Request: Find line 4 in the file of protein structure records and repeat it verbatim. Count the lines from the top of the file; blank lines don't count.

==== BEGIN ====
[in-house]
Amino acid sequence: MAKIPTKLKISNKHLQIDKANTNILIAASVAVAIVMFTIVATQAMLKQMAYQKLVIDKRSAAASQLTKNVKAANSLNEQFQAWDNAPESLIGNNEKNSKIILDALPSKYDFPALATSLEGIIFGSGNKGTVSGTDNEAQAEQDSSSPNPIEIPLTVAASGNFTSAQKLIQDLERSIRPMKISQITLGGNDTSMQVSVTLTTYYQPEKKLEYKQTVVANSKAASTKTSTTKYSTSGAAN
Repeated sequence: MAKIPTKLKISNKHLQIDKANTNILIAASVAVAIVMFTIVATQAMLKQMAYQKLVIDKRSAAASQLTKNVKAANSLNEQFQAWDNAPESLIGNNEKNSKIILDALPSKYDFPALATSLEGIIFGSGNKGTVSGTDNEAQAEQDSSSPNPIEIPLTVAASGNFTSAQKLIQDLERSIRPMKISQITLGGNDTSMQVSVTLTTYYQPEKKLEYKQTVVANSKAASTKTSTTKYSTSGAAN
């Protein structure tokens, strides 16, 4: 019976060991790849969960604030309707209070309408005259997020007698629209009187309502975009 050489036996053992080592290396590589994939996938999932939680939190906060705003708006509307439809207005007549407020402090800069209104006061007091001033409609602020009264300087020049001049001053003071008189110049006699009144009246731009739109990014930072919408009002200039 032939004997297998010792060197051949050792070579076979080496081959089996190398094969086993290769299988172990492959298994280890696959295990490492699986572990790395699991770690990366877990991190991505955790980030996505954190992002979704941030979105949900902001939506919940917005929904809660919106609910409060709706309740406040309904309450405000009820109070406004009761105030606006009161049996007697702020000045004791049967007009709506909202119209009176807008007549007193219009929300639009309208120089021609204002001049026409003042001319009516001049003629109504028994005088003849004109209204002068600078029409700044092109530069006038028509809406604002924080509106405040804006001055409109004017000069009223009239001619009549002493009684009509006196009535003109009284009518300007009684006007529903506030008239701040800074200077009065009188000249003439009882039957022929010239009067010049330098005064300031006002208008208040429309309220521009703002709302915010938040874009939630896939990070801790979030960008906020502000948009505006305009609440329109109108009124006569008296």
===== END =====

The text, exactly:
């Protein structure tokens, strides 16, 4: 019976060991790849969960604030309707209070309408005259997020007698629209009187309502975009 050489036996053992080592290396590589994939996938999932939680939190906060705003708006509307439809207005007549407020402090800069209104006061007091001033409609602020009264300087020049001049001053003071008189110049006699009144009246731009739109990014930072919408009002200039 032939004997297998010792060197051949050792070579076979080496081959089996190398094969086993290769299988172990492959298994280890696959295990490492699986572990790395699991770690990366877990991190991505955790980030996505954190992002979704941030979105949900902001939506919940917005929904809660919106609910409060709706309740406040309904309450405000009820109070406004009761105030606006009161049996007697702020000045004791049967007009709506909202119209009176807008007549007193219009929300639009309208120089021609204002001049026409003042001319009516001049003629109504028994005088003849004109209204002068600078029409700044092109530069006038028509809406604002924080509106405040804006001055409109004017000069009223009239001619009549002493009684009509006196009535003109009284009518300007009684006007529903506030008239701040800074200077009065009188000249003439009882039957022929010239009067010049330098005064300031006002208008208040429309309220521009703002709302915010938040874009939630896939990070801790979030960008906020502000948009505006305009609440329109109108009124006569008296």